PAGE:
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Posts posted by Nashvillain

  1. 6 hours ago, markhollin said:

    "...residents complain about housing prices, traffic...and oh yeah, the city's broke."

  2. 3 hours ago, PruneTracy said:

    People are sitting in traffic so they can get to where they do productive things, i.e., work, school, etc. That's a cost of productivity just as riding a bus or walking would be a cost, and an easily internalized one that that.

    Look, I know what the implicit argument is here: people ought to be riding transit, or living where they work, and so on. That's a nice sentiment and I'd like to see it realized as much as anyone else here but it doesn't reflect the realities of what TDOT is tasked to do, who has no control over land-use policies in the state or other measures that make said sentiments feasible.

    And frankly the whole thing smacks of a "let them eat cake" mentality. You can see what the first five returns are on a Google search on unaffordable housing. Many of the US cities who have enacted policies nudging people towards the sort of lifestyle that doesn't involve rat-racing on an Interstate also have the same shortage of affordable housing that Nashville has in the middle of an economic boom.

    It's nice to be able to say that people need to live downtown or along high-density transit corridors but the reality of the situation is that there are plenty of working- or middle-class people who have jobs downtown but can't afford to live there. Or people who get laid off from, say, the Carlex plant and need to be able to get to their new job with one of the Nissan suppliers without taking their kids out of their school. Not everyone who sits in traffic on an Interstate is driving a Suburban in from their Franklin McMansion to their V-level job.

    That's a whole lot of inferences to draw from a simple statement--increasing capacity does not reduce congestion. And the caveat that yes, you increase capacity, but now you just have more people jammed in traffic. And really that's all I'm saying. Would I prefer the amount of the budget for this project allocated to expanding traffic lanes to be spent on just about anything else? Probably. Does that mean I hold a grudge against suburban Suburban-driving V-levels? I don't even know what that is. I'm also a working class guy who drives everywhere because that's what I have to do but I would much rather NOT have to rely on my car for 99% of my trips. For my sanity. For my health. For my wallet. For the future of the planet, etc. 

    A lot of you guys like to argue with strawman fallacies, which I guess makes you sound smart but is actually just a conversation with yourself.

    Hey, how bout those new parking fines, eh?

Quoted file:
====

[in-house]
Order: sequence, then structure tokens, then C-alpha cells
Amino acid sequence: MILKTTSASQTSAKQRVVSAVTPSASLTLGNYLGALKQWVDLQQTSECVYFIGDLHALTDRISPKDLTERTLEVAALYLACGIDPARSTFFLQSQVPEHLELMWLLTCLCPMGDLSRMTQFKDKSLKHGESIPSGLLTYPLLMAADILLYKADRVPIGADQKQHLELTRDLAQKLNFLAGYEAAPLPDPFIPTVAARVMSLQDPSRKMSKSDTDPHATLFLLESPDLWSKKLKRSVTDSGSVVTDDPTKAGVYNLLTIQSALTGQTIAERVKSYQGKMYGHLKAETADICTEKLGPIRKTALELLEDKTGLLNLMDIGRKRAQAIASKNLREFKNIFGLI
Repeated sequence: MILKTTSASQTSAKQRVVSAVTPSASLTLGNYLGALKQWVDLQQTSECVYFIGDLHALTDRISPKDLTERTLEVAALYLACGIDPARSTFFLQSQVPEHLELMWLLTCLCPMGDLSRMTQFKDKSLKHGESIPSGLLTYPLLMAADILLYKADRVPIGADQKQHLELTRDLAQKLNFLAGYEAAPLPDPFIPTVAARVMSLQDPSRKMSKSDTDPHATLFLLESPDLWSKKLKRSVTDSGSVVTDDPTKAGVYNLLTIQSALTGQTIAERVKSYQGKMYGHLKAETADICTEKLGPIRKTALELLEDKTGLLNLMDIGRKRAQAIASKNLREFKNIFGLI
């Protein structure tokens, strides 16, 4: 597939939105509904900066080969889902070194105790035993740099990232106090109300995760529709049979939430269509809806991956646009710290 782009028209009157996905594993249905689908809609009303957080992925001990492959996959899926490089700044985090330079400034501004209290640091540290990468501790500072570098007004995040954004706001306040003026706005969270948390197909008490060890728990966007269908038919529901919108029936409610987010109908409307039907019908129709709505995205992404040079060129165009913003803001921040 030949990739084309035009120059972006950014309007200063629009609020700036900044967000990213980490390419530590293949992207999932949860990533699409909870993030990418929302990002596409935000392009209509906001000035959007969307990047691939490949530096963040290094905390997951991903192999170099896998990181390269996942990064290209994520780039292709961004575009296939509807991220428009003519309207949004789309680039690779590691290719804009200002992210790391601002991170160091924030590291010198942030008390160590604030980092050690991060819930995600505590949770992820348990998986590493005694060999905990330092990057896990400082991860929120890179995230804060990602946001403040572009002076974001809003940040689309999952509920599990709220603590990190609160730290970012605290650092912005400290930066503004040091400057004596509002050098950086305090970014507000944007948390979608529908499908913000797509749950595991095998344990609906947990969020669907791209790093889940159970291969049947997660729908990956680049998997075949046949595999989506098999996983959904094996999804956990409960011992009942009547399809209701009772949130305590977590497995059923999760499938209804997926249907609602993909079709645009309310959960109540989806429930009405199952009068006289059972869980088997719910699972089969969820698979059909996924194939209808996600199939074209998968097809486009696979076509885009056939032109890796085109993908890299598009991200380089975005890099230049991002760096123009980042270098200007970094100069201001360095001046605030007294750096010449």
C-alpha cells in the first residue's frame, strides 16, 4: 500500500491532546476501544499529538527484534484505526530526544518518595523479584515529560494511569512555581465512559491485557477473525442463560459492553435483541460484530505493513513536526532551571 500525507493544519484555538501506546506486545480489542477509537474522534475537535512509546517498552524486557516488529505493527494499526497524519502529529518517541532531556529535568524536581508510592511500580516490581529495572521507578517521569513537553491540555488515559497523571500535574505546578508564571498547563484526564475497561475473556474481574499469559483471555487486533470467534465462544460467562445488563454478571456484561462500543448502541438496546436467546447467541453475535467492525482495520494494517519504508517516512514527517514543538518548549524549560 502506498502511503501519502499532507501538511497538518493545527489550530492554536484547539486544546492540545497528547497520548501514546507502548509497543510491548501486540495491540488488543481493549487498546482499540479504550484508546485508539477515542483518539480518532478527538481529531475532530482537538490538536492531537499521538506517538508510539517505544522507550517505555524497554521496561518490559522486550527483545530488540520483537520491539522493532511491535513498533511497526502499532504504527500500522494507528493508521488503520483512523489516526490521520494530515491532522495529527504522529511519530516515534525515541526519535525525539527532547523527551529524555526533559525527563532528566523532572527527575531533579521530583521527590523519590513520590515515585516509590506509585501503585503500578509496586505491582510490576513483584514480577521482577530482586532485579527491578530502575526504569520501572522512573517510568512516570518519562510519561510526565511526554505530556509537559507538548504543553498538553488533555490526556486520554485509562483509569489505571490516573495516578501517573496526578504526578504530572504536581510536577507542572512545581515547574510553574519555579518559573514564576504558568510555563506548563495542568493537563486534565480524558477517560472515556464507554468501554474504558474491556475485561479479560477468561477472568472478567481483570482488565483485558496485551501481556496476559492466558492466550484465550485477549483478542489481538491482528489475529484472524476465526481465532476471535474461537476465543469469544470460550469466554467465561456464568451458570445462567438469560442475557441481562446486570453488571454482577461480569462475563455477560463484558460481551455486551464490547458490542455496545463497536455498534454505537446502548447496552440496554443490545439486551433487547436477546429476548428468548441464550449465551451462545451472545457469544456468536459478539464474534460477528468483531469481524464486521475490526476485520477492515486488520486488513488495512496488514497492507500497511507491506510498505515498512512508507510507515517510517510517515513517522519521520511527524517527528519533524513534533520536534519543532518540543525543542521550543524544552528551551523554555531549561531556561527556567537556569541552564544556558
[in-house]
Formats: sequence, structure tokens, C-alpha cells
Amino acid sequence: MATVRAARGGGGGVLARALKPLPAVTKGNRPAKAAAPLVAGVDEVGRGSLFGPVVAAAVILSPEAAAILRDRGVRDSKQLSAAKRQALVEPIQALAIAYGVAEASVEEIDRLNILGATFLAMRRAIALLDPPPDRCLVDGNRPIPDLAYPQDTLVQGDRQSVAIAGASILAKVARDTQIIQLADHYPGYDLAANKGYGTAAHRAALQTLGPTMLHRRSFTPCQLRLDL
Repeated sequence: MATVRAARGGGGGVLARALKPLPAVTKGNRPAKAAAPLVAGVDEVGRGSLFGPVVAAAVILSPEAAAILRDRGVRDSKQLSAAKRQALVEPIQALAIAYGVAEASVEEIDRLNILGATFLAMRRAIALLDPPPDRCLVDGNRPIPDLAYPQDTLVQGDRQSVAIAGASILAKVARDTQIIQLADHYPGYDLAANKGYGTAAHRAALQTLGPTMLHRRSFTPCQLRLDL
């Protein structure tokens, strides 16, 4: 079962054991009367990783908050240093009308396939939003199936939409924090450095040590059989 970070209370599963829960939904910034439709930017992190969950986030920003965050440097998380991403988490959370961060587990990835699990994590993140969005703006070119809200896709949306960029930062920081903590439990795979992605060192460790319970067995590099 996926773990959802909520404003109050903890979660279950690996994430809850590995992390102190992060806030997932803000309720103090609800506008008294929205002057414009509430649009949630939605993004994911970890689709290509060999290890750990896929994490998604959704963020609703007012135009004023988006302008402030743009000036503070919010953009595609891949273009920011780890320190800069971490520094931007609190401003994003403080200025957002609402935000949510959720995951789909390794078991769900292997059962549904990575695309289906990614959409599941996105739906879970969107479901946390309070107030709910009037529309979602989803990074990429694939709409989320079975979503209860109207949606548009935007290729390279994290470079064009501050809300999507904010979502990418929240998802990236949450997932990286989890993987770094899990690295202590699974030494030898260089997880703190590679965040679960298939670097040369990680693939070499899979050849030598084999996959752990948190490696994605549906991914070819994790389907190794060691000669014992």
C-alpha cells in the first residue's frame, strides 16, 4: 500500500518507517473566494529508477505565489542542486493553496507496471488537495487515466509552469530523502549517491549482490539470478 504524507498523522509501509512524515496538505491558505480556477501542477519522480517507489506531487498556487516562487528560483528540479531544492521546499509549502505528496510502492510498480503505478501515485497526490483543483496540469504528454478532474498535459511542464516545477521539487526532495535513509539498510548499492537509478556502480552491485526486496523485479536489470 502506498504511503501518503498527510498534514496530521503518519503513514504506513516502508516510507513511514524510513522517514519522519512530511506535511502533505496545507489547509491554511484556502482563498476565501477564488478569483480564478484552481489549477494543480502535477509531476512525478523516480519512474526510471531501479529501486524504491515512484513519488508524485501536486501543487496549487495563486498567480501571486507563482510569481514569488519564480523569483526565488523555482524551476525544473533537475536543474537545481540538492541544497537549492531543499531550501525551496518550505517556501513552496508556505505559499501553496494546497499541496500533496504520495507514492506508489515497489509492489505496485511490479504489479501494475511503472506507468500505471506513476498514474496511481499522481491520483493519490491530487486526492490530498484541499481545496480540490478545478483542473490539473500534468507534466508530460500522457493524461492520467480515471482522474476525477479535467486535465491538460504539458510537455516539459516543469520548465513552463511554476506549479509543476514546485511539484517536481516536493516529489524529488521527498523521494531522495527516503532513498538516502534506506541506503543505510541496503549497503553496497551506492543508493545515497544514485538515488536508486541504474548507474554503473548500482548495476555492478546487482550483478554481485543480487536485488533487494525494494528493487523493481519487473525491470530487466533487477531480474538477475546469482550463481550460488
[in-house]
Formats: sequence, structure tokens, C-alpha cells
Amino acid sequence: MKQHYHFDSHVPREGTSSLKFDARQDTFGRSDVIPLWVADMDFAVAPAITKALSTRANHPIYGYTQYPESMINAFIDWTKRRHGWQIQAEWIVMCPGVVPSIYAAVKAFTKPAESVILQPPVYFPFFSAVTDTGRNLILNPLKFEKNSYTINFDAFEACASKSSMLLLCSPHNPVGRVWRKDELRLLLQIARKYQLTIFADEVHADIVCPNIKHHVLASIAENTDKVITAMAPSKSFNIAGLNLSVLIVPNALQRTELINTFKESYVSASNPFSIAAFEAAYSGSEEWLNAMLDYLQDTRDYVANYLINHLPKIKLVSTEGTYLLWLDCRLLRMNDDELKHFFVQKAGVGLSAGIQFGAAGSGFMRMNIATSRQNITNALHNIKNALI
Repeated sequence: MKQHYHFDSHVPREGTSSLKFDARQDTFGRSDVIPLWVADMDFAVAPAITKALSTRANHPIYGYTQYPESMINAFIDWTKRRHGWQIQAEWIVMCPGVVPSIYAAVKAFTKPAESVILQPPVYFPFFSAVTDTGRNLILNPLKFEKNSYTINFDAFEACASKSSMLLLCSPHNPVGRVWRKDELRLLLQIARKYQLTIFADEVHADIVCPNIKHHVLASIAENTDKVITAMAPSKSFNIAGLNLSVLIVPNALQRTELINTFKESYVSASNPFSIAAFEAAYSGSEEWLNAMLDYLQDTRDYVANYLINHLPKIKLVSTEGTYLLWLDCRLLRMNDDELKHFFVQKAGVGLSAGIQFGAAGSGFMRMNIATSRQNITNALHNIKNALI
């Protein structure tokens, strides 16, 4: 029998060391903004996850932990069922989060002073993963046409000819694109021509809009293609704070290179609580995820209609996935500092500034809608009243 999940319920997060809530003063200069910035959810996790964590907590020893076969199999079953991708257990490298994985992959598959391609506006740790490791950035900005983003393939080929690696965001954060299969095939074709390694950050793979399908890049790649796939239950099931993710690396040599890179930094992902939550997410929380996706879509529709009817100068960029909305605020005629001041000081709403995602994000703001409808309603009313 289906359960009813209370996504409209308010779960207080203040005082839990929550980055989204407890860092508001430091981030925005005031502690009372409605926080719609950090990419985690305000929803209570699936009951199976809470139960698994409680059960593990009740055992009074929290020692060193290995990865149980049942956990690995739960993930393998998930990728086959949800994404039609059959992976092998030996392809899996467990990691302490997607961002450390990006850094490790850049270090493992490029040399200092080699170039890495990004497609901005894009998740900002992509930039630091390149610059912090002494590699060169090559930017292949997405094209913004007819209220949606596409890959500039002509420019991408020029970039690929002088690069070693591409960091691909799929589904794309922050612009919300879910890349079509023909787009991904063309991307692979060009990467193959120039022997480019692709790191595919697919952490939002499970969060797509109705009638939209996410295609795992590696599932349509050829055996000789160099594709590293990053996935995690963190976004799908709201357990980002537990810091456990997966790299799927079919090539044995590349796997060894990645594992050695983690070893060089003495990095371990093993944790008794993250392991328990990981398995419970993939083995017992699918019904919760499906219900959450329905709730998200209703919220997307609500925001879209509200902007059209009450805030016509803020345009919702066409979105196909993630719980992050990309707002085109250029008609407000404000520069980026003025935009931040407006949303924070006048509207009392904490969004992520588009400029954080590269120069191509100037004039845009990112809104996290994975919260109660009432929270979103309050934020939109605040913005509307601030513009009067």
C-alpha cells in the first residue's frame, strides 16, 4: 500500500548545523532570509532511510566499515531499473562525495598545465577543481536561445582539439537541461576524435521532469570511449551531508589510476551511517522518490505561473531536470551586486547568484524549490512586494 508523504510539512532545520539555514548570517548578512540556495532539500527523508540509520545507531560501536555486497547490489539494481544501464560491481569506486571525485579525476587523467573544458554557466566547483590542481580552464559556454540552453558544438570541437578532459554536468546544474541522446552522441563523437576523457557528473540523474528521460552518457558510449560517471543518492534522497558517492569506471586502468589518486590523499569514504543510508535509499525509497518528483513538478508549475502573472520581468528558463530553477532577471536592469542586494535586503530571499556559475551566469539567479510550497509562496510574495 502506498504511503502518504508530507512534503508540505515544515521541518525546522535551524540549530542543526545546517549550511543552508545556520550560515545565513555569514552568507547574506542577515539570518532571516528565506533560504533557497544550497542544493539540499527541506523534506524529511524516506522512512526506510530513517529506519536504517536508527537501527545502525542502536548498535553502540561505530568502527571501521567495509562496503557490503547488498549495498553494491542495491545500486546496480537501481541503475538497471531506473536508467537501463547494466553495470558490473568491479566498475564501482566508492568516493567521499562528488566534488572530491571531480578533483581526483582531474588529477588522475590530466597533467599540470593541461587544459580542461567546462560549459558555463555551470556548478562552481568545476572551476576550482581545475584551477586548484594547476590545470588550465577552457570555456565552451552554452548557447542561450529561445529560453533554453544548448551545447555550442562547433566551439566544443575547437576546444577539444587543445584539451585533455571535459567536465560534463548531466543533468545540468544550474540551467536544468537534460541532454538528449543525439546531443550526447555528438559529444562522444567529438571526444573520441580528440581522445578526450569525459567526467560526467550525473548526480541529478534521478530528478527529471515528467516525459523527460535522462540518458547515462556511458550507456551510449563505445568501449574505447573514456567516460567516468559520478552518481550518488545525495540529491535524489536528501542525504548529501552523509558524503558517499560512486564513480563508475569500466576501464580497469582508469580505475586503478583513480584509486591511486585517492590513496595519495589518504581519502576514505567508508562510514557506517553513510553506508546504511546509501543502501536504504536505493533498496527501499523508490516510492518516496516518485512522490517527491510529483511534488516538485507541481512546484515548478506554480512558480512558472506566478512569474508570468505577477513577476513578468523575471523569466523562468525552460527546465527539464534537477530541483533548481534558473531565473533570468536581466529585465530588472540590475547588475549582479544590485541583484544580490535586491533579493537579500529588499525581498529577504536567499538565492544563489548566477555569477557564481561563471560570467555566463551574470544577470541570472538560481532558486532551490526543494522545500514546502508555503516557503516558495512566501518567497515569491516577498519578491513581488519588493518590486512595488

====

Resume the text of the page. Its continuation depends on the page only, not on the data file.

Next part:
• Like 4
  3. 13 minutes ago, PruneTracy said:

    There is a project in the planning phase for the I-40/I-24/I-440 interchange that should add capacity and may involve a large-scale reconfiguration depending on the findings of the initial studies. It could not be done at the same time as the I-440 reconstruction for maintenance of traffic reasons. You can imagine what it would have been like coming up I-24 in the morning if they were working on this interchange at the same time I-440 could have been shut down completely.

    Again, the reconstruction of the interchange is still going to improve capacity even if congestion stays the same. You may not be traveling at free-flow speed through the interchange but there will be more vehicles able to pass through per unit of time than in the existing condition.

    Allowing more people to sit in the same crap traffic is an improvement? More people stuck in traffic rather than doing something productive? Creating more greenhouse gas emissions and burning more fossil fuels?

    • Like 2
    • Thanks 1
  4. 23 minutes ago, Nash_12South said:

    Because I'm ornery - Not expanding, not trying to do something to make 440 better, is like telling that cancer patient that this treatment may extend your life for two years, but since its expensive, and your going to die anyway, lets not do it. 

    440 congestion had created worsening traffic on the alternate roads, backed up traffic on all the feeder roads/interstates. The expansion should help relieve some of that. It's not a cure, no one says that, but doing nothing isn't the answer either. 

    Traffic engineers and planners have known for a long time that expanding capacity does nothing to reduce congestion. It's called induced demand. When you add capacity, you get more traffic. So, it literally is a waste of time and effort. Though I suppose it's good for the construction companies and workers.  

    And money. It's a waste of money

    • Like 2
  5. 2 hours ago, Nash_12South said: